Parents urged to vaccinate after death of infant

The devastated parents of four week old Riley Hughes, who tragically died after contracting Whooping Cough, have pleaded with families to vaccinate their children, in the hope their little boy’s death would not be in vain.

Riley’s passing has put whooping cough back into the spotlight, sparking fears the contagious disease is once again on the rise.

There have been 2893 cases of whooping cough in Australia so far this year, up 300 per cent on rates for the same period last year.

At just 32 days old, little Riley was too young to receive the vaccine, highlighting the importance of vRiley Hughesaccination in children and adolescents, as well as boosters for adults.

“Routine vaccination, including of children, adolescents, and pregnant women, is the single most important strategy to prevent infection with this pathogen,” says obstetrician Dr Brad Robinson.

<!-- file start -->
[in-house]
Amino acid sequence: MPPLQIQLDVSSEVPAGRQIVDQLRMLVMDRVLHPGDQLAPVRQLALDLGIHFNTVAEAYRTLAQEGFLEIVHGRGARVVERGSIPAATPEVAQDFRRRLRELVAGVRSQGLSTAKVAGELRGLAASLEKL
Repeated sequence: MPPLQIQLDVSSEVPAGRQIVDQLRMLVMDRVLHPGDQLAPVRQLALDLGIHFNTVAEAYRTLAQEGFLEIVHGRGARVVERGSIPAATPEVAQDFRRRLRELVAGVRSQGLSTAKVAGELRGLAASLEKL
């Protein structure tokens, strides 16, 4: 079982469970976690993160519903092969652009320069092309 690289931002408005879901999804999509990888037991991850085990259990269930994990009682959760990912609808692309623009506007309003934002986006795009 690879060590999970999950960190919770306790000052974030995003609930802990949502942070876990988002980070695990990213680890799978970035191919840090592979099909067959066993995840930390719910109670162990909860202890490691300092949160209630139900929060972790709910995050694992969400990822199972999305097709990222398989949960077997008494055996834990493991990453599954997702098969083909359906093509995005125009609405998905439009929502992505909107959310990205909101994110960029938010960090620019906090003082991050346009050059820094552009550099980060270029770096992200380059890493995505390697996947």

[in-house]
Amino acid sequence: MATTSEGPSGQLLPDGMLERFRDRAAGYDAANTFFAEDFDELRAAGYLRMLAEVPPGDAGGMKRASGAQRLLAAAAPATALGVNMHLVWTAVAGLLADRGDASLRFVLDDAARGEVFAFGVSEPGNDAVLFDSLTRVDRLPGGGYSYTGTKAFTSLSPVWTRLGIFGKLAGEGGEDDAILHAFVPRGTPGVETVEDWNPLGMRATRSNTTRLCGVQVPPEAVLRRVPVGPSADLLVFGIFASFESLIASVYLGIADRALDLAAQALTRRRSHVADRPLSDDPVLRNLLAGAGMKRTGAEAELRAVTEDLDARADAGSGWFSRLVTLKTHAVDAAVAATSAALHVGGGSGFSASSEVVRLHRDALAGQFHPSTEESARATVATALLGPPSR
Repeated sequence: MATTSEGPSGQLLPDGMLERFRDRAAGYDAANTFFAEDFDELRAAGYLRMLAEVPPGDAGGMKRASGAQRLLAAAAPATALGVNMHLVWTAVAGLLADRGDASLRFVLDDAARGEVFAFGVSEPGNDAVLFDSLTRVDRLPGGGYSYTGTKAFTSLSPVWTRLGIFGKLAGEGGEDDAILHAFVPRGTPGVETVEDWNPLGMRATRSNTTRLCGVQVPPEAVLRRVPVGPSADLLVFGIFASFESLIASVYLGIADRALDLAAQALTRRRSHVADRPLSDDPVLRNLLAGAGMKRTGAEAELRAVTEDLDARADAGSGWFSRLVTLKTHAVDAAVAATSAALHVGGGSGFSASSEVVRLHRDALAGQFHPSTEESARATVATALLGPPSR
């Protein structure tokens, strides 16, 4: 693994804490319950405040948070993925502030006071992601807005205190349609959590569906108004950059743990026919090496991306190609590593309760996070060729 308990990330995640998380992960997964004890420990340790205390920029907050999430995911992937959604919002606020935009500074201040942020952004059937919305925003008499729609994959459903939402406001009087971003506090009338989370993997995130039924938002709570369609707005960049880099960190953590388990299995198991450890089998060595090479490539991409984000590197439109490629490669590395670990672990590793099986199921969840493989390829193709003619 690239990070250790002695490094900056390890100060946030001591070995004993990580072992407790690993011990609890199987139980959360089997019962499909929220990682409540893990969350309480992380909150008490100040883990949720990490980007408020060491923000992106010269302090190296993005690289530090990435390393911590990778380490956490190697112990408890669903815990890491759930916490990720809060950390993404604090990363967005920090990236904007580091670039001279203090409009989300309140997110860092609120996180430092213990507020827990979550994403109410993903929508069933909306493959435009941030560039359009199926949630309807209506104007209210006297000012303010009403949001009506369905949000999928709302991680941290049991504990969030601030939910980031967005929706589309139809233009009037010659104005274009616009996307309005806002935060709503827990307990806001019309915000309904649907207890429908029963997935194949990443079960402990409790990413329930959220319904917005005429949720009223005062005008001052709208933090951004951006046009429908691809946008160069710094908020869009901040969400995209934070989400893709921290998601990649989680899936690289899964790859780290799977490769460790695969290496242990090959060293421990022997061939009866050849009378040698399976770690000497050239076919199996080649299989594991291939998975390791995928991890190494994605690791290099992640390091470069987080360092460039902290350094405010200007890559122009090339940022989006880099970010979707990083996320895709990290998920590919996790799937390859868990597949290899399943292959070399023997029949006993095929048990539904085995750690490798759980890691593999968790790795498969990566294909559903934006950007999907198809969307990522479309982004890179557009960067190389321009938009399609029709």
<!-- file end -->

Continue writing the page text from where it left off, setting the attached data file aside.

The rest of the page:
“Childhood and adolescent immunisations are one of the most effective means of preventing serious illness.”

The fatality rate for whooping cough, also known as pertussis, is around one in 500.

However, mortality is higher among infants younger than three months of age.

“Infants younger than one year, particularly those younger than four months, are at higher risk of severe pertussis infections, and also the complications from these infections.

“Infected infants can develop serious complications, ranging from failure to thrive, and breathlessness, through to pneumonia, respiratory failure, and death.”

Whooping cough is an acute respiratory illness caused by a lung infection with the bacteria Bordetella pertussis, resulting in prolonged illness.

Throughout much of this prolonged illness, the infected individual is contagious.

The Australian immunisation schedule advises vaccination at two, four and six months, and four years of age. The pertussis vaccine is not a live agent. It contains immune stimulants, but is not able to actually cause the infection.

“These acellular pertussis-containing vaccines produce fewer local reactions, fever, and systemic symptoms.”

The five-round vaccine for children is free, funded by the state government.

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